With great trepidation, I filled my ugly-ass beach bag (which has been around the world to various and sundry disgusting beaches) with towels, goggles, floaty things, and sunscreen and decided that it was high time to work on my tan and teach the kids to swim, which is no easy feat considering I’m not a swim instructor and I don’t even play one on television.
The kids bounded on ahead, ring things around their waists, trying to avoid the red-wing blackbirds dive-bombing their sweet heads while I trudged behind them, lugging approximately 847464 metric fucktons of pool shit.
It took them awhile to warm up to it – and by “them,” I mean “Alex,” who is ALWAYS hesitant to try new things – but slowly, they inched their way into the water with Dan and I keeping an obnoxiously close eye on them. Eventually, the sun decided that it was high time for me to take a rest on one of the germ-laden pool chairs and so I did.
It was then that I saw him.
Not an unattractive guy by any stretch of the imagination, somewhere in his mid-to-late sixties, he was simply sitting and drinking with his buddy on the other side of the pool fence, trying to catch some rays. Which wasn’t too far from what I was doing, excepting that I had a swimsuit on and wasn’t drinking alcohol.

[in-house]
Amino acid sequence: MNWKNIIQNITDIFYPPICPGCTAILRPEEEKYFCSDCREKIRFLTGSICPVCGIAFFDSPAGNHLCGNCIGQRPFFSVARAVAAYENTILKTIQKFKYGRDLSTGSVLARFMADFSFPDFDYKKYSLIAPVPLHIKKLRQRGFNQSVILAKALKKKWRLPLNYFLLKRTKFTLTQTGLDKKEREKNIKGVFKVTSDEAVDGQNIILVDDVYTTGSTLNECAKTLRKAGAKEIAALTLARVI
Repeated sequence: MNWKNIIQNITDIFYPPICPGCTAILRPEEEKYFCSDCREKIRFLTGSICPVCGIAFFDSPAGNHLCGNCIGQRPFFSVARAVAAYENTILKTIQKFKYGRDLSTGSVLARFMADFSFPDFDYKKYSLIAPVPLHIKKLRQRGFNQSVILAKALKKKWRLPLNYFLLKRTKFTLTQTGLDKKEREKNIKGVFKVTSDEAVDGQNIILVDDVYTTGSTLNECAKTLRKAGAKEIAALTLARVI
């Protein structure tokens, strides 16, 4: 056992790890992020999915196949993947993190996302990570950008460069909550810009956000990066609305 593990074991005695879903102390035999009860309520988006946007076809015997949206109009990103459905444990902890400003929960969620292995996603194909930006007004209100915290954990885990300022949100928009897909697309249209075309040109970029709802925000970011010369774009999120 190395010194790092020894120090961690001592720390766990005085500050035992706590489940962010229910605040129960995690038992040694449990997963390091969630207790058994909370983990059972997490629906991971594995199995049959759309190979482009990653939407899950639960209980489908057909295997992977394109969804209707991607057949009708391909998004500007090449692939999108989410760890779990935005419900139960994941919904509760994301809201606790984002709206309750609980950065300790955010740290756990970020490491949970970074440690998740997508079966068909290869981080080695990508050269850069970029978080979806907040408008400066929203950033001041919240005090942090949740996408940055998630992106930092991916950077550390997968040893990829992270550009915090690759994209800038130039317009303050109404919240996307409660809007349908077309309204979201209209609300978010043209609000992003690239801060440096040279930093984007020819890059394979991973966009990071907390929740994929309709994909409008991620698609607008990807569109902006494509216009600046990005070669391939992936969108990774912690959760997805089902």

The problem was, I couldn’t honestly ascertain whether or not he was wearing clothing or not. His shorts very nearly matched his torso, which meant that he could have easily been wearing a shirt. In fact, I figured he was. No one has skin quite that color. No one.
Or so I thought.
I was, I admit, intrigued by how closely his body resembled one of those brown body suits that fancy-pants surfers wear, and wondered why on earth he was wearing it not on the beach, but on the banks of the gnarly Fox River. I shrugged it off, thinking of sprinkles and cuppity-cakes and went back to resting quietly.
Just nearing that sort-of slumber brought on by intense sunbeams, it smacked me upside the face in a nice, neat mushroom print:
He had puffy nipples.
If he had puffy nipples hanging out, then he wasn’t wearing a bodysuit.
That was his skin.
“Dan,” I whispered frantically as I dipped my legs into the water. “I think that guy is wearing a skin shirt.”
“Where?” he asked.
“Over outside the pool area. DON’T BE OBVIOUS!” I replied.
He pretended to be checking out something in that general direction for a few moments before returning to face me.
“Babe,” Dan said. “I don’t think that’s a shirt.”
Half the pool turned around at the audible SMACK that my jaw made when it hit the concrete.
“That’s his… skin?” I asked.
Dan nodded and chuckled at my reaction.
“He’s like a walking poster boy for skin cancer,” I said, awed.
“When I grow up, I want to be JUST LIKE HIM.” I stated firmly.
“Tanned like a leather hide?” Dan asked, eyes still smiling.
“YES. I’ll be too old to give a fuck.”
“It’s good to have goals, Becky. I think you should put that on your bucket list, alongside “tango with Elvis impersonator,” Dan snorted.
“You’re so weird,” Dan laughed. “Now get in here so we can have a proper squirt gun fight.”